Seeing God Everywhere

~Frithjof Schuon

One often hears it said that it is necessary to “see God everywhere” or “in everything”; this does not seem a difficult conception for men who believe in God, though there are many degrees involved, extending from simple reverie to intellectual intuition. How can one attempt to “see God”, who is invisible and infinite, in what is visible and finite without the risk of deluding oneself or falling into error or without giving the idea a meaning so vague that the words lose all significance? This is the question we propose to clarify here, though it means returning to certain points we have already treated elsewhere.

First of all it is necessary to consider in the things around us—as well as in our own soul to the extent it is an object of our intelligence— what might be called the “miracle of existence”. Existence indeed partakes of the miraculous: it is through existence that things are so to speak detached from nothingness; the distance between them and nothingness is infinite, and seen from this angle the least speck of dust possesses something of the absolute, hence of the “divine”. To say that one must see God everywhere means above all that one must see Him in the existence of beings and things, our own included.

But phenomena do not have existence alone, or else they would not be distinct; they also have qualities that are superimposed as it were on existence and deploy its virtualities. The quality distinguishing a good thing from a bad resembles on a lesser scale the existence distinguishing each thing from nothingness; as a consequence positive qualities represent God, as does existence pure and simple. Beings are attracted by qualities because they are attracted by God; every quality or virtue, whether the slightest of physical properties or the most profound of human virtues, transmits to us something of the divine Perfection, which is its immutable source, so that metaphysically speaking we can have no other motive for love than this Perfection.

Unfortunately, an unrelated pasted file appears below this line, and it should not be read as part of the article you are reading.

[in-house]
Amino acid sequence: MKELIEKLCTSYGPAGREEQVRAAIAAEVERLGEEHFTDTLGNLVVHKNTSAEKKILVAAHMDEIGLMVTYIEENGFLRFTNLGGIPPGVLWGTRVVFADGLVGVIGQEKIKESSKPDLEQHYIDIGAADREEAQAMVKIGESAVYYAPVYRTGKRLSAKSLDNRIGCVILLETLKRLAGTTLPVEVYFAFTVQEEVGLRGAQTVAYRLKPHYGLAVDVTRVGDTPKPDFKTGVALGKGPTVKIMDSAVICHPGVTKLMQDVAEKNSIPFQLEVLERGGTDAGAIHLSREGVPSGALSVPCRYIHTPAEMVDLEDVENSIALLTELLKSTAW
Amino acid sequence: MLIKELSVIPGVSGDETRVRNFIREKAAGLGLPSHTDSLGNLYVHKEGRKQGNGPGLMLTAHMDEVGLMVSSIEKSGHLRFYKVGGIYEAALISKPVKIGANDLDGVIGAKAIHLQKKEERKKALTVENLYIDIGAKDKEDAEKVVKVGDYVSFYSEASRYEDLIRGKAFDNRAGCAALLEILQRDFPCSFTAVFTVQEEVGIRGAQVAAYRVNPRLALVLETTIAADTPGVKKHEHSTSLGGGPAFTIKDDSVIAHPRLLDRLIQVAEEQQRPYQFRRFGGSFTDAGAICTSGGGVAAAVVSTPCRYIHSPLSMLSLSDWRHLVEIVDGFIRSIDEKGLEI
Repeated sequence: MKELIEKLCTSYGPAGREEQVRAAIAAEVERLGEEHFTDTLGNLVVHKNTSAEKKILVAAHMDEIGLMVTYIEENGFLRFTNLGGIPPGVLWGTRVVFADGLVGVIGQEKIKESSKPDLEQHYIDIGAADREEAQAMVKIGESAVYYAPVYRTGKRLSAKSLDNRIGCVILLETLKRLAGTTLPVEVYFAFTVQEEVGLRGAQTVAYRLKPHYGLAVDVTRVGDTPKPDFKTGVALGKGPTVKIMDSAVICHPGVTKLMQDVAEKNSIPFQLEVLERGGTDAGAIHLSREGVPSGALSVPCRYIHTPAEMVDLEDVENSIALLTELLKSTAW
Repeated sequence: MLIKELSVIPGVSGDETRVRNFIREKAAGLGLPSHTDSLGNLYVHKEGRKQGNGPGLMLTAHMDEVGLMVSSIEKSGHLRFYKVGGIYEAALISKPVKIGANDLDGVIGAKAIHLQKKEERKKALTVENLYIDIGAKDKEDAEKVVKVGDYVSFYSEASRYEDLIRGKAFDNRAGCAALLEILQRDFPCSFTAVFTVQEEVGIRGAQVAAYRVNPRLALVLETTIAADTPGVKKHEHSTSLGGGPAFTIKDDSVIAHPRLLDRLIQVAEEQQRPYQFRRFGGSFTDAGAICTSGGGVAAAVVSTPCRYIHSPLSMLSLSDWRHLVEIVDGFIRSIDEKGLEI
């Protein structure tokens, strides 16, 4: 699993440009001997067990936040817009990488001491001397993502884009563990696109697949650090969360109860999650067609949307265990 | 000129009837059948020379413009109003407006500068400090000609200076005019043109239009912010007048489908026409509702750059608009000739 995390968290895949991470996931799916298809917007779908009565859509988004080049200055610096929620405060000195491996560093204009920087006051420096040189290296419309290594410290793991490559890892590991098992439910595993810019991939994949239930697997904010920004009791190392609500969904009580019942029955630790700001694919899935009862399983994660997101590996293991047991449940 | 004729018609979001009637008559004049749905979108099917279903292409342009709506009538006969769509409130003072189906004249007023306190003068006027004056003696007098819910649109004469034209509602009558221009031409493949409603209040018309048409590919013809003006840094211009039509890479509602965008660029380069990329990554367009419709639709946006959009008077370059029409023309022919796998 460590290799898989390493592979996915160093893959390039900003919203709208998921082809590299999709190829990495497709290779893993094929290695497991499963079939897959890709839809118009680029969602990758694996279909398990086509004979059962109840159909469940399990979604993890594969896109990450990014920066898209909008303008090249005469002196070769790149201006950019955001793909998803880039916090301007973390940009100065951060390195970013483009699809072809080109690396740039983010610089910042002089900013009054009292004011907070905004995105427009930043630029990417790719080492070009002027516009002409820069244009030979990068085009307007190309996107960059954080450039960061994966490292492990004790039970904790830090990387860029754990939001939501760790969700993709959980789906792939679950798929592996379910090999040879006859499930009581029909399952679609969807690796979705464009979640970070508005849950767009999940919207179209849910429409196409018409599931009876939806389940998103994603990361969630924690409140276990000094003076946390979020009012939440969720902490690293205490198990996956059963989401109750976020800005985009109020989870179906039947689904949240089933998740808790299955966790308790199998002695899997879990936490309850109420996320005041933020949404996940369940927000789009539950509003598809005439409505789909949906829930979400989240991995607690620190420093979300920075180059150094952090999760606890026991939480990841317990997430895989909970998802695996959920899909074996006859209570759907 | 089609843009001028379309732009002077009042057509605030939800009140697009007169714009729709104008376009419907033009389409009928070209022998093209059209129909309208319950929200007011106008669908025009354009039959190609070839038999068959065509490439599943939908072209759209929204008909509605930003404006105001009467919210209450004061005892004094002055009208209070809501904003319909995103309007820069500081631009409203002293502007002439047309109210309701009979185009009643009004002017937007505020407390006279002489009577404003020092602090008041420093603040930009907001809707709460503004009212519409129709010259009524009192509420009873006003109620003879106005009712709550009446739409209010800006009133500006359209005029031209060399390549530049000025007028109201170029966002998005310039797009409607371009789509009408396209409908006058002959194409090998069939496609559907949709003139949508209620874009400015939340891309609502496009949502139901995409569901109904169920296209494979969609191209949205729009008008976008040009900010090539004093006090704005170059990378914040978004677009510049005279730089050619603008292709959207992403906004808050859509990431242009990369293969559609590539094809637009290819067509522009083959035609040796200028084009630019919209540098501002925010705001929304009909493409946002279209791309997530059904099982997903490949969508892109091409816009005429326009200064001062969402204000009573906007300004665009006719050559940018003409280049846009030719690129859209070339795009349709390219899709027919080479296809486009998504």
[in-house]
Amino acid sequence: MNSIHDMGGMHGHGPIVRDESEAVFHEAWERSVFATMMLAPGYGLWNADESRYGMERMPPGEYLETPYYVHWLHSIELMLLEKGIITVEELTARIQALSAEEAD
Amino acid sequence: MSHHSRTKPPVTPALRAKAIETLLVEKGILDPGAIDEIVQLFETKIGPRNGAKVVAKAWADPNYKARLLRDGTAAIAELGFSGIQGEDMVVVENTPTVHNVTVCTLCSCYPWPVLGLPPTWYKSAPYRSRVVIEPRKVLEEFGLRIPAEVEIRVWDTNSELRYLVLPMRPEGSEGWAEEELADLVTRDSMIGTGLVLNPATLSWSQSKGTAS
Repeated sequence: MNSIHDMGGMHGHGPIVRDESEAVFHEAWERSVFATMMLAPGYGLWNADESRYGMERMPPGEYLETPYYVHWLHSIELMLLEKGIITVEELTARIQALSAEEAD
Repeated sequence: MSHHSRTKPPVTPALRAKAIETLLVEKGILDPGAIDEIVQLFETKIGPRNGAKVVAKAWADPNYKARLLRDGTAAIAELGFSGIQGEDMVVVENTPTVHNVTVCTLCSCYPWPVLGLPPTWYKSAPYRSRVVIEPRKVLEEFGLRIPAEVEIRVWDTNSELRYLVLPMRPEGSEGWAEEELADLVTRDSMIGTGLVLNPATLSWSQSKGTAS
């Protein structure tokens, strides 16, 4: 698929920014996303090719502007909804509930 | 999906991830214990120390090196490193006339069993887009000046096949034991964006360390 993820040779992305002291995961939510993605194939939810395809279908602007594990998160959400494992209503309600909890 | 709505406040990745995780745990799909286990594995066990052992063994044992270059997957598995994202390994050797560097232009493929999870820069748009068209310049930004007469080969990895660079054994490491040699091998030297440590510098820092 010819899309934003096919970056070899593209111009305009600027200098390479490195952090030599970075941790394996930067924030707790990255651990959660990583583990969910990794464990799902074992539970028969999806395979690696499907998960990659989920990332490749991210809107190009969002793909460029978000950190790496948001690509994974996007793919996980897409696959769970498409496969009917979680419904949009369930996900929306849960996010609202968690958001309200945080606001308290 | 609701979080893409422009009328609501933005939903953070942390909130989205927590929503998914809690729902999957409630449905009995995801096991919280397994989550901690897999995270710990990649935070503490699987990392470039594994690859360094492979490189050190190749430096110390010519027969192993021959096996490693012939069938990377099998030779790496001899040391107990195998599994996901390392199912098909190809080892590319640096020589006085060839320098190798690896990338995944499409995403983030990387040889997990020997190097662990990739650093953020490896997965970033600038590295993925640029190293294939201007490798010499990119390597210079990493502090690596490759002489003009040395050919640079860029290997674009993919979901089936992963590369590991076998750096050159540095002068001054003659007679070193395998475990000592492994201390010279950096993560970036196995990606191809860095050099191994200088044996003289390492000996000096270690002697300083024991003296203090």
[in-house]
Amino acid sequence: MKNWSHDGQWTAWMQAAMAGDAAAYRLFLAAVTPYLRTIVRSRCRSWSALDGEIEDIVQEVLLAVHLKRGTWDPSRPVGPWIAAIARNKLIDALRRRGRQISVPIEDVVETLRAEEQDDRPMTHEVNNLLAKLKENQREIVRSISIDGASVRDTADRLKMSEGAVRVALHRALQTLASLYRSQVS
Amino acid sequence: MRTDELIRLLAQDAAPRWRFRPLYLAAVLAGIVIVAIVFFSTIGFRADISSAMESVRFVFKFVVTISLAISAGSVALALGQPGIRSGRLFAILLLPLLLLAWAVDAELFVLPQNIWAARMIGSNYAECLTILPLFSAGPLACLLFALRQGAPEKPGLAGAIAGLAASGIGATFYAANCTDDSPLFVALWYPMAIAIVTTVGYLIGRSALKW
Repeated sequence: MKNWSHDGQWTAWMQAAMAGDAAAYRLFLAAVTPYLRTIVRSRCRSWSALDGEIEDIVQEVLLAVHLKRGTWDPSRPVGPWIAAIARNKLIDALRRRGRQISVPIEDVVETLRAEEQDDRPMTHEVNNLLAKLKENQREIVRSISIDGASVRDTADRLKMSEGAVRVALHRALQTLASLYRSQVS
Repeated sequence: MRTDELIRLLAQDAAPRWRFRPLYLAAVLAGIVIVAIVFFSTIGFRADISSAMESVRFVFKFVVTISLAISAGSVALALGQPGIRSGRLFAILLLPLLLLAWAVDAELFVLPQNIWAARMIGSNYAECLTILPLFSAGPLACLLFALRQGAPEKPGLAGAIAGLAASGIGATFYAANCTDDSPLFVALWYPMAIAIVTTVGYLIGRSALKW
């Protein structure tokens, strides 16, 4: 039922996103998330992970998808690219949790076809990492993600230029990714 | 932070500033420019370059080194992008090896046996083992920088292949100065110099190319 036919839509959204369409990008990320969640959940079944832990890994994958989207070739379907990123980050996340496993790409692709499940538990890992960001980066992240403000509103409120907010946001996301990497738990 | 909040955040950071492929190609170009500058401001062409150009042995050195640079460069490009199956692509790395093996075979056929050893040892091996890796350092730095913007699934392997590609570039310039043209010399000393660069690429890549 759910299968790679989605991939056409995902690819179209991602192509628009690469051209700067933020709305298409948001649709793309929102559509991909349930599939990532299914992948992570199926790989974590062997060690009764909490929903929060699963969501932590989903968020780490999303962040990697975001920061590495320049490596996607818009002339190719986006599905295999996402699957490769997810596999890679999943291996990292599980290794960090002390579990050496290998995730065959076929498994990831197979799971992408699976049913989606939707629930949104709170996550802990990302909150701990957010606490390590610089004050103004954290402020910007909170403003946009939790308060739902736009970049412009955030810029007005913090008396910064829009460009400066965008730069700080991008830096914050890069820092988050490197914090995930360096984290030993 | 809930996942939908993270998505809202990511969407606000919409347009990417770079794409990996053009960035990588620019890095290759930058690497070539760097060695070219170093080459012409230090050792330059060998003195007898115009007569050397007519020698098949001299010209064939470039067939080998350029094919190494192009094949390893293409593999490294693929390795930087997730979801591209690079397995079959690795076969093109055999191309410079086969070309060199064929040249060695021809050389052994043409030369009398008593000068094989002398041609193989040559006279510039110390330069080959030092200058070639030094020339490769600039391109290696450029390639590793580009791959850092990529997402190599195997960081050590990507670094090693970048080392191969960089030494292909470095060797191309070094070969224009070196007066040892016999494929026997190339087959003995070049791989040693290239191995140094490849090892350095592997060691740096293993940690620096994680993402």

But there is yet another “dimension” to be considered by the man who seeks the remembrance of God in things. The enjoyment that qualities afford us shows that they not only exist around us, but also concern us personally by way of Providence; for a landscape that exists without our being able to see it is one thing, and a landscape we can see is another. There is thus a “subjective-temporal” dimension, which is added to the “objective-spatial” dimension, if one may express it this way: things recall God to us not only to the extent they are good or display an aspect of goodness, but also to the extent we can perceive this goodness or enjoy it in a direct way. In the air that we breathe and that might be denied us, we meet God in the sense that the divine Giver is in the gift. This manner of “seeing God” in his gifts corresponds to “thanksgiving” while the perception of qualities corresponds to “praise”; as for the “vision” of God in mere existence, this gives birth in the soul to a general or fundamental consciousness of the divine Reality.

Thus God reveals himself not only by the existence and qualities of things, but by the gift He makes of them to us; He reveals himself also by contraries, that is, by the limitation of things and by their defects,2 and again by the absence or disappearance of something which, being good, is useful and agreeable to us. It will be noticed that the concrete opposite of existence is not nothingness—which is only an abstraction— but limitation, which itself prevents existence from extending to pure Being, hence from becoming God. Things are limited in multiple ways, but above all by their existential determinations, which on the terrestrial level are matter, form, number, space, time. A clear distinction must be made between the aspect “limit” and the aspect “defect”; indeed the ugliness of a creature is not of the same order as the spatial limitation of a perfect body, for this limitation expresses a form, a normative principle, or a symbol whereas the ugliness corresponds only to a lack and does nothing but confuse the clarity of the symbolism. Be that as it may, what God reveals by the limitation of things, by their defects, and also—in relation to the human subject—by the privation of things or of qualities is the “non-divine”, hence “illusory” or “unreal”, character of all that is not He.

From: Gnosis: Divine Wisdom 
A New Translation with Selected Letters